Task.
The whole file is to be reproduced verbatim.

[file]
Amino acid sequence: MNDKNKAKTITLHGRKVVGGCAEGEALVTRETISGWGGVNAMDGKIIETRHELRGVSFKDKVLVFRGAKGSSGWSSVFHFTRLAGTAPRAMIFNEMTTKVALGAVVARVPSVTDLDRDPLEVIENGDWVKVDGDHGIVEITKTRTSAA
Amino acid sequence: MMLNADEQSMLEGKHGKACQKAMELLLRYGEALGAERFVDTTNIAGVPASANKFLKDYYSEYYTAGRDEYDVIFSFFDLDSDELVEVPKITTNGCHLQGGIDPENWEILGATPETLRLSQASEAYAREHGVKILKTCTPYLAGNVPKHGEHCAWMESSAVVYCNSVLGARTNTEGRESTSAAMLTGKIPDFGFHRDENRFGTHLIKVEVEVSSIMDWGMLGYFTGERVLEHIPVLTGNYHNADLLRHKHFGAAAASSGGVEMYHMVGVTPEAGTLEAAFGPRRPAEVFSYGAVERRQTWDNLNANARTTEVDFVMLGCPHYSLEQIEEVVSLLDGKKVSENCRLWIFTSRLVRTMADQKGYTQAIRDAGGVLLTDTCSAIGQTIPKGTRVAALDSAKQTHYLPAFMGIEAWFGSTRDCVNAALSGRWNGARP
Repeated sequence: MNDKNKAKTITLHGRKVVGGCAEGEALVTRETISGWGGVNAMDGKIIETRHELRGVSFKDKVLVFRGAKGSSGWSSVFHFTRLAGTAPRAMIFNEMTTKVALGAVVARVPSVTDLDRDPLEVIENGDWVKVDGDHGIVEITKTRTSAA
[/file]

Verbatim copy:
Amino acid sequence: MNDKNKAKTITLHGRKVVGGCAEGEALVTRETISGWGGVNAMDGKIIETRHELRGVSFKDKVLVFRGAKGSSGWSSVFHFTRLAGTAPRAMIFNEMTTKVALGAVVARVPSVTDLDRDPLEVIENGDWVKVDGDHGIVEITKTRTSAA
Amino acid sequence: MMLNADEQSMLEGKHGKACQKAMELLLRYGEALGAERFVDTTNIAGVPASANKFLKDYYSEYYTAGRDEYDVIFSFFDLDSDELVEVPKITTNGCHLQGGIDPENWEILGATPETLRLSQASEAYAREHGVKILKTCTPYLAGNVPKHGEHCAWMESSAVVYCNSVLGARTNTEGRESTSAAMLTGKIPDFGFHRDENRFGTHLIKVEVEVSSIMDWGMLGYFTGERVLEHIPVLTGNYHNADLLRHKHFGAAAASSGGVEMYHMVGVTPEAGTLEAAFGPRRPAEVFSYGAVERRQTWDNLNANARTTEVDFVMLGCPHYSLEQIEEVVSLLDGKKVSENCRLWIFTSRLVRTMADQKGYTQAIRDAGGVLLTDTCSAIGQTIPKGTRVAALDSAKQTHYLPAFMGIEAWFGSTRDCVNAALSGRWNGARP
Repeated sequence: MNDKNKAKTITLHGRKVVGGCAEGEALVTRETISGWGGVNAMDGKIIETRHELRGVSFKDKVLVFRGAKGSSGWSSVFHFTRLAGTAPRAMIFNEMTTKVALGAVVARVPSVTDLDRDPLEVIENGDWVKVDGDHGIVEITKTRTSAA